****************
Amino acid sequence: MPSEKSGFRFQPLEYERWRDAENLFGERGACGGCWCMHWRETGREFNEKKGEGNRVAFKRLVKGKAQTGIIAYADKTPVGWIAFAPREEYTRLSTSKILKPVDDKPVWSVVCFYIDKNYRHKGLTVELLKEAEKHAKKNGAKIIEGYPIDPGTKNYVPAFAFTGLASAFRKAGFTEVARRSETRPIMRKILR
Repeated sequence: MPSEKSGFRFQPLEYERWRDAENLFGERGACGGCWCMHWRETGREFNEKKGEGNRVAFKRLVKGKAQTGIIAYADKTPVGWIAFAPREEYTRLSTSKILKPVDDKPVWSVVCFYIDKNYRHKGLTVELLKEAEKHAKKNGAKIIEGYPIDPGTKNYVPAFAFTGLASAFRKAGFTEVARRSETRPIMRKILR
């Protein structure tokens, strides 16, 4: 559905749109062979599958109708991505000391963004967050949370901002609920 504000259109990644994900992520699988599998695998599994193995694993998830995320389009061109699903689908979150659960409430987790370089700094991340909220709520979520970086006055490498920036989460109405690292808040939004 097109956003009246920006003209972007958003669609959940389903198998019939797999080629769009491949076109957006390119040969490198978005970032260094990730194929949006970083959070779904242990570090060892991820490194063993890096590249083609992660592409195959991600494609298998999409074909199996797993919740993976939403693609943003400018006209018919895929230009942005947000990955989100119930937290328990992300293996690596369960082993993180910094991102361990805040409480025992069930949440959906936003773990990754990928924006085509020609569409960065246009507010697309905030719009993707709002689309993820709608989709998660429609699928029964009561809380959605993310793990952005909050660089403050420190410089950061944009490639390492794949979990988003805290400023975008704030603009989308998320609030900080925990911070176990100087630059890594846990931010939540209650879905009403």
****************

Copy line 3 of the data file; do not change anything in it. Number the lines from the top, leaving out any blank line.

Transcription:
């Protein structure tokens, strides 16, 4: 559905749109062979599958109708991505000391963004967050949370901002609920 504000259109990644994900992520699988599998695998599994193995694993998830995320389009061109699903689908979150659960409430987790370089700094991340909220709520979520970086006055490498920036989460109405690292808040939004 097109956003009246920006003209972007958003669609959940389903198998019939797999080629769009491949076109957006390119040969490198978005970032260094990730194929949006970083959070779904242990570090060892991820490194063993890096590249083609992660592409195959991600494609298998999409074909199996797993919740993976939403693609943003400018006209018919895929230009942005947000990955989100119930937290328990992300293996690596369960082993993180910094991102361990805040409480025992069930949440959906936003773990990754990928924006085509020609569409960065246009507010697309905030719009993707709002689309993820709608989709998660429609699928029964009561809380959605993310793990952005909050660089403050420190410089950061944009490639390492794949979990988003805290400023975008704030603009989308998320609030900080925990911070176990100087630059890594846990931010939540209650879905009403």